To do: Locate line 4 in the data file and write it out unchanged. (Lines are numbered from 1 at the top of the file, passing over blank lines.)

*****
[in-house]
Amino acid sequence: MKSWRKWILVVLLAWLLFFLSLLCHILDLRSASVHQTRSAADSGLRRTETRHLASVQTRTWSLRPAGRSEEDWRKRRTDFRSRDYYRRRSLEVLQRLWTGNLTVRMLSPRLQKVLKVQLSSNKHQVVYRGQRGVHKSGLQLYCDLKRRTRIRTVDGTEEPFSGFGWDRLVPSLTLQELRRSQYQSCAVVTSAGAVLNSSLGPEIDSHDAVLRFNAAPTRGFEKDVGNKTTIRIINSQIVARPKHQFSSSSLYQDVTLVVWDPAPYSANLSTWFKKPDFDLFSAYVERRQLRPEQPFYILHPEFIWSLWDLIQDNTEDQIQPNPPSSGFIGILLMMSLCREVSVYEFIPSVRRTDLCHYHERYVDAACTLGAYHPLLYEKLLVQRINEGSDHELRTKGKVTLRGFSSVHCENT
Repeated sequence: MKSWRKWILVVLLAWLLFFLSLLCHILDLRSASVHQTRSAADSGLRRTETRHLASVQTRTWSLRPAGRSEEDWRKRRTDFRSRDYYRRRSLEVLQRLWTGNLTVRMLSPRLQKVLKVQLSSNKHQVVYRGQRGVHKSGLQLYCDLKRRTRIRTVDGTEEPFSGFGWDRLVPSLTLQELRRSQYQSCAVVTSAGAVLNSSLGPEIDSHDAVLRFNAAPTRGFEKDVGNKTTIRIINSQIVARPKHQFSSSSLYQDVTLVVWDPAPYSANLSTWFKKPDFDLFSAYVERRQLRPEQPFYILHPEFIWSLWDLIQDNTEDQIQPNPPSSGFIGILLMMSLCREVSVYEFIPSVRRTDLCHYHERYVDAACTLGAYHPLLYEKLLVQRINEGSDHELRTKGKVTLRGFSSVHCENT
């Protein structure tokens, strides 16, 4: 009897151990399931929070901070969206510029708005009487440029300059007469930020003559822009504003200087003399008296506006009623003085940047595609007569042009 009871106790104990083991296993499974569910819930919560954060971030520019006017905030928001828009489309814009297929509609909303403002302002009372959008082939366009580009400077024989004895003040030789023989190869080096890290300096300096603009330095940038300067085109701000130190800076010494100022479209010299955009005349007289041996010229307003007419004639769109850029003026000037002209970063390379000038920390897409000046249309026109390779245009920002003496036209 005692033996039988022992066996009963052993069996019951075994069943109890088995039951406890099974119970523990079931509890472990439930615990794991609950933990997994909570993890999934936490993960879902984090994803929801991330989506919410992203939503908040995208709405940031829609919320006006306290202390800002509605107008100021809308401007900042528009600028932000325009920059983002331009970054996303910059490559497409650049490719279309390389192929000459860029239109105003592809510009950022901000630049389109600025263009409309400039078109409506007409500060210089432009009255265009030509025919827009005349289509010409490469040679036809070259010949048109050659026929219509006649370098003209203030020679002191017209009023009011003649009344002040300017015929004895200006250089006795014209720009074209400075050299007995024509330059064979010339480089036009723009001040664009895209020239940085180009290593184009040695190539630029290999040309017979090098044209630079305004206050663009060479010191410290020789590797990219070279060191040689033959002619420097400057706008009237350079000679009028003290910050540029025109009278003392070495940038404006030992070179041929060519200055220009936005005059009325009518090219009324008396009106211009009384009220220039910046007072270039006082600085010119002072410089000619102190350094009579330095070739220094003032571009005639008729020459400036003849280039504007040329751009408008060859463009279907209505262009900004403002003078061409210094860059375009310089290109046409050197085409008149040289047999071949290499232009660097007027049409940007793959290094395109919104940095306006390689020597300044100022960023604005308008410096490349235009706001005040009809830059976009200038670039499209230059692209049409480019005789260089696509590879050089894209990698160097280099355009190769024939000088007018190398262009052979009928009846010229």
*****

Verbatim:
């Protein structure tokens, strides 16, 4: 009897151990399931929070901070969206510029708005009487440029300059007469930020003559822009504003200087003399008296506006009623003085940047595609007569042009 009871106790104990083991296993499974569910819930919560954060971030520019006017905030928001828009489309814009297929509609909303403002302002009372959008082939366009580009400077024989004895003040030789023989190869080096890290300096300096603009330095940038300067085109701000130190800076010494100022479209010299955009005349007289041996010229307003007419004639769109850029003026000037002209970063390379000038920390897409000046249309026109390779245009920002003496036209 005692033996039988022992066996009963052993069996019951075994069943109890088995039951406890099974119970523990079931509890472990439930615990794991609950933990997994909570993890999934936490993960879902984090994803929801991330989506919410992203939503908040995208709405940031829609919320006006306290202390800002509605107008100021809308401007900042528009600028932000325009920059983002331009970054996303910059490559497409650049490719279309390389192929000459860029239109105003592809510009950022901000630049389109600025263009409309400039078109409506007409500060210089432009009255265009030509025919827009005349289509010409490469040679036809070259010949048109050659026929219509006649370098003209203030020679002191017209009023009011003649009344002040300017015929004895200006250089006795014209720009074209400075050299007995024509330059064979010339480089036009723009001040664009895209020239940085180009290593184009040695190539630029290999040309017979090098044209630079305004206050663009060479010191410290020789590797990219070279060191040689033959002619420097400057706008009237350079000679009028003290910050540029025109009278003392070495940038404006030992070179041929060519200055220009936005005059009325009518090219009324008396009106211009009384009220220039910046007072270039006082600085010119002072410089000619102190350094009579330095070739220094003032571009005639008729020459400036003849280039504007040329751009408008060859463009279907209505262009900004403002003078061409210094860059375009310089290109046409050197085409008149040289047999071949290499232009660097007027049409940007793959290094395109919104940095306006390689020597300044100022960023604005308008410096490349235009706001005040009809830059976009200038670039499209230059692209049409480019005789260089696509590879050089894209990698160097280099355009190769024939000088007018190398262009052979009928009846010229």